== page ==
A Qualitative Analysis Of Middle School Principal Retention In An Urban School District
Cyrus, Barry S.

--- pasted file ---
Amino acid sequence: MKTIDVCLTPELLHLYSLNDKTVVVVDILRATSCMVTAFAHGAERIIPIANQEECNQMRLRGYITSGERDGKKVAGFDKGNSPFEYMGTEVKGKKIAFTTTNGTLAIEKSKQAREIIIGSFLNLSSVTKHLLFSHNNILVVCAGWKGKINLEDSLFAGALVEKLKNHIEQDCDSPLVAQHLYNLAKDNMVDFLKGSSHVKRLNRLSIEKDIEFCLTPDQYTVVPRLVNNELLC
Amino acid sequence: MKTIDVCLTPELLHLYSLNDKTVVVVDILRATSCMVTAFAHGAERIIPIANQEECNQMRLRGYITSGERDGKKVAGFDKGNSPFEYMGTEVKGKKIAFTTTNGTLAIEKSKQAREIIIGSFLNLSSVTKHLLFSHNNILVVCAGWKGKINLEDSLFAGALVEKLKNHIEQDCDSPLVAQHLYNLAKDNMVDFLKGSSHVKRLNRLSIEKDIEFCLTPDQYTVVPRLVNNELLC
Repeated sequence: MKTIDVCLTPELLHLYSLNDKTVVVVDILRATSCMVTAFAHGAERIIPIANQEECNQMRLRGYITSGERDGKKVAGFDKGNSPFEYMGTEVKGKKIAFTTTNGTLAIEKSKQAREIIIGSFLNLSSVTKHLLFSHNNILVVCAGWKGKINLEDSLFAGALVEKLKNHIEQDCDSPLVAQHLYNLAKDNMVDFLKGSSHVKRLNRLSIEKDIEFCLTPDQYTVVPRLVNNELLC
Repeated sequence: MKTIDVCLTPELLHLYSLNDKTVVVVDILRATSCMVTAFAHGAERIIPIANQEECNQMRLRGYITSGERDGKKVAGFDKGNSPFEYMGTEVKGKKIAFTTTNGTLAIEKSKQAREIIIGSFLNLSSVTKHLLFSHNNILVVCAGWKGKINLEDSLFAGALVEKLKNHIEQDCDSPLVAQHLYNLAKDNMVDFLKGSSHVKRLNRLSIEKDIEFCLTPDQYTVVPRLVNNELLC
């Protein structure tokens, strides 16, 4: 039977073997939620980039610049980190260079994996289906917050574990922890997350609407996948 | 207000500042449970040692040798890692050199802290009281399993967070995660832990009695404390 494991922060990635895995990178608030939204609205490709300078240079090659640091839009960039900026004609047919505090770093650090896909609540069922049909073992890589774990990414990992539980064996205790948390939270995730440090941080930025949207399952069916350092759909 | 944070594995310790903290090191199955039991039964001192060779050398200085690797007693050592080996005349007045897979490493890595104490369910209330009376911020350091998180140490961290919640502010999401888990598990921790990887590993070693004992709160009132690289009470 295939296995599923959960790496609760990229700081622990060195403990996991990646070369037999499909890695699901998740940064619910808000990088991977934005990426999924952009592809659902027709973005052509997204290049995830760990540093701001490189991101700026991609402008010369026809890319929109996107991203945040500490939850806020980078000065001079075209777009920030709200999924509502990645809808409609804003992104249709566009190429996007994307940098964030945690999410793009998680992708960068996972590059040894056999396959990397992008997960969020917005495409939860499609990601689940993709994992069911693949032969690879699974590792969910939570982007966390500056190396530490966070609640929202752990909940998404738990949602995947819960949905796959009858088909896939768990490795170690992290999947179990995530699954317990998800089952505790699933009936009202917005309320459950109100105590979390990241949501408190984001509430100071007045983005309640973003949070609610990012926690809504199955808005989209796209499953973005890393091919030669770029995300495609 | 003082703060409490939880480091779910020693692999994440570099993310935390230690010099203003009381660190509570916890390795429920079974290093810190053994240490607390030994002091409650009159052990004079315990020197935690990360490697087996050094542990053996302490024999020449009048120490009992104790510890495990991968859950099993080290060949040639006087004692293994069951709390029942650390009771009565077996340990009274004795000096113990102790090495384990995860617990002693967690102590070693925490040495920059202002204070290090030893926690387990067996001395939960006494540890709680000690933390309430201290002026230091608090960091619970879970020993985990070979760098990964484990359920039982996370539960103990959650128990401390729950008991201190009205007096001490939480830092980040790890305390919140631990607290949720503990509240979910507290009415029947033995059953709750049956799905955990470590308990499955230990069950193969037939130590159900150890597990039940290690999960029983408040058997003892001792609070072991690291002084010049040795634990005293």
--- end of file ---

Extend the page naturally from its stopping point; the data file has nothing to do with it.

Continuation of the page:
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The issue of principal retention remains a challenge for many school districts across the United States. Several studies have revealed alarming statistics regarding principal turnover and attrition and the negative effects these issues have on schools (Browne-Ferrigno & Johnson-Fusarelli, 2005; Clark et al., 2009; Partlow & Ridenour, 2008; Stoelinga et al., 2008; Walker & Qian, 2006; Whittal, 2002). Data show that the annual financial burden principal replacement places on these school districts is enormous (School Leaders Network, 2014); not to mention the tremendous effect that principal turnover has on school operations. Consistent school leadership is essential to the successful operation of schools. Evidence indicates that principals are the most importance catalysts for change in the school building—they spark academic success among students, improve working conditions, and encourage teacher retention (Beteille et al., 2012; Burkhauser, 2015; Johnson, 2006; Leithwood et al., 2006; McIver et al., 2009). This qualitative study examined the unique sociocultural, pedagogical, and personal factors that influence middle school principals’ decision to remain within a given school. Data were gathered from interviews with ten middle school principals with an average of 7.1 years in their position at the time of the study and a range of 2-14 years of experience as school leaders. Their tenure in the principalship far exceeded that of many middle school principals today. The study revealed that the participants’ decision to remain in their positions at the same schools for a prolonged period was influenced by several factors, including the socio-economic, racial, and ethnic composition of the student bodies; positive relationships with students, parents, and direct supervisors. Contrary to findings in other studies, the principals who participated in this inquiry truly enjoyed working with traditionally underserved populations. Additionally, most respondents viewed their work through an altruistic lens; genuinely valued their relationships with students, parents, and teachers; and approached each day with the perspective that each of these groups deserved the very best that the principals had to offer. Moreover, the participants consciously viewed students and their parents as a unit, and saw the family unit as a valuable stakeholder in the school building.